A medal and coins to mark the Queen’s Platinum Jubilee has been presented to an Arnold volunteer cop to reward him for his long service.
Special Constable Alan Marwood is the force’s longest-serving recipient and has been with Notts Police for 52 years.
The volunteer, from Arnold, joined Nottinghamshire Police in 1970 and has policed many different areas in the county, said he was delighted to receive the special commemorative medal.
He said: “It’s a very nice gesture. When you take the oath you swear to serve our Sovereign Lady, so the Queen’s been ‘the boss’ for 70 years.
“She’s done such a fantastic job and so it’s nice to receive a medal commemorating her Platinum Jubilee.
“It’s lovely to have but I’m going to let my wife, Margaret, have it as she’s stood by me all these years. We have a little grandson and in the fullness of time he can have it as a memento.”
Acting as a token of the nation’s thanks, the Platinum Jubilee Medal – which is made of nickel silver – follows a long history of awarding medals to mark Royal Jubilees, with the first one awarded to mark the 50th anniversary of Queen Victoria’s reign in 1887.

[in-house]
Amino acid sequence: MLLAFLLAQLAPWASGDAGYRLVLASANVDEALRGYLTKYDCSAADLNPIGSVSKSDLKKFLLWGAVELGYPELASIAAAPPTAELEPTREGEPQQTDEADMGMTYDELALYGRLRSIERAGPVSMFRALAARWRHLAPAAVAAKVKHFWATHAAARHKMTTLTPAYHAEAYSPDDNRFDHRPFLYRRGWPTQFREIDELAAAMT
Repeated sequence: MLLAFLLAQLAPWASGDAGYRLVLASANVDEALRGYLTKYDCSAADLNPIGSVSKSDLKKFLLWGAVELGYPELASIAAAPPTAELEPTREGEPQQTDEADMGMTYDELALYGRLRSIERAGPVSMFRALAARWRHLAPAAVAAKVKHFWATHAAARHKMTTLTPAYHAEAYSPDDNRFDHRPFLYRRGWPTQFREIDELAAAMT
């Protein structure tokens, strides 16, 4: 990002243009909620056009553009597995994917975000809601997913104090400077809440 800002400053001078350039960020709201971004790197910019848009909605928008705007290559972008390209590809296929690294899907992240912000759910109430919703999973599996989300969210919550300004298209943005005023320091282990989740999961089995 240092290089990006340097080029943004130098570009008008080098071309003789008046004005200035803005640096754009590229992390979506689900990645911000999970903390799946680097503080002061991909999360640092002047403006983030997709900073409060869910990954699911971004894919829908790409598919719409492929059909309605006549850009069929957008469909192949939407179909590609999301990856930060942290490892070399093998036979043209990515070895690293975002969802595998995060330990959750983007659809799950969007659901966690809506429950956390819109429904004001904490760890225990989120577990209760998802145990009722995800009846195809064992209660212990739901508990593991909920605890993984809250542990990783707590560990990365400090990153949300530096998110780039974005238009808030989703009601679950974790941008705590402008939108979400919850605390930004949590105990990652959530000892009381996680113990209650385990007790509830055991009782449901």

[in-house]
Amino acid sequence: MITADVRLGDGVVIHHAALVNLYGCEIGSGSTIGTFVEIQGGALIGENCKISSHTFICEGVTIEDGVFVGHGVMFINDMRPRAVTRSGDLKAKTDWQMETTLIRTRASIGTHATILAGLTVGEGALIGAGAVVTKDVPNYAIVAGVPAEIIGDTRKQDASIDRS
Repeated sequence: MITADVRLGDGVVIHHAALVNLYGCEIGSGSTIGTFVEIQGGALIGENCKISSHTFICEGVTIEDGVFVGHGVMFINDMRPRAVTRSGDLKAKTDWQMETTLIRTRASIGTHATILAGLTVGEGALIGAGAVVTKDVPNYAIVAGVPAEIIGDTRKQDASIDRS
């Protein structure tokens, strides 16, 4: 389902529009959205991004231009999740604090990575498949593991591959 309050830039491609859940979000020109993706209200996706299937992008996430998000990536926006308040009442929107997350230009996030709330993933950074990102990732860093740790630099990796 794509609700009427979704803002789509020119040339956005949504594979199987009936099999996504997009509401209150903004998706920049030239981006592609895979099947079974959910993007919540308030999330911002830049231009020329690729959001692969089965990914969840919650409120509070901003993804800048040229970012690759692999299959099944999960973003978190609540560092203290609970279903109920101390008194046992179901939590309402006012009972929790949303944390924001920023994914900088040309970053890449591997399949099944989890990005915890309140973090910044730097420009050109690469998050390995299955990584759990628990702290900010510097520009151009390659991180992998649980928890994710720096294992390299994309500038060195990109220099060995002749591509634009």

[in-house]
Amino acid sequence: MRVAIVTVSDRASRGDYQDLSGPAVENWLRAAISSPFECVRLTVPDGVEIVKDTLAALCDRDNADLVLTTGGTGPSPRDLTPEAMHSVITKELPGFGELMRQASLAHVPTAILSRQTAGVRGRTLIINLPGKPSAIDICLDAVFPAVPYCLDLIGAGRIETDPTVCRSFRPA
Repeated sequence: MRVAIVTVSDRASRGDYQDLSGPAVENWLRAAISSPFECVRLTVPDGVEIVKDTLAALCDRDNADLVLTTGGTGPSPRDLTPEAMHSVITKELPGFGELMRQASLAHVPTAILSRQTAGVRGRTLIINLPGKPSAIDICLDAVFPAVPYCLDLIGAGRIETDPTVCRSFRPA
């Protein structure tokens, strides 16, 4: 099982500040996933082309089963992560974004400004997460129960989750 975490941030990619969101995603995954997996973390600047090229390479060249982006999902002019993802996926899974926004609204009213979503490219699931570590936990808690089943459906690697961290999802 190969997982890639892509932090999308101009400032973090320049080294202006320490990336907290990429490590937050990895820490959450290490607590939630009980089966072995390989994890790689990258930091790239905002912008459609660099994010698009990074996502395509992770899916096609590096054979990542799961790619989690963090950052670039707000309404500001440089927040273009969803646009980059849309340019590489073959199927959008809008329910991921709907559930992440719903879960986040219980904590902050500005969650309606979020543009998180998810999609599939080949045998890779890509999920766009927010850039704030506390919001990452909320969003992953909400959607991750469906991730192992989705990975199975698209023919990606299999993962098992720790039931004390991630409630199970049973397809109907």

The Platinum Jubilee Medal has been designed by Timothy Noad of the College of Arms and features an image of The Queen with the Latin inscription ‘Elizabeth II Dei Gratia Regina Fid Def’ which stands for ‘Elizabeth II, By the Grace of God, Queen, Defender of the Faith.
It is the fourth jubilee medal created for The Queen and the seventh official Jubilee medal to be awarded by a Monarch. Previous medals were officially awarded to celebrate The Queen’s Silver Jubilee in 1977, Golden Jubilee in 2002 and Diamond Jubilee in 2012 – where around 450,000 medals were given out.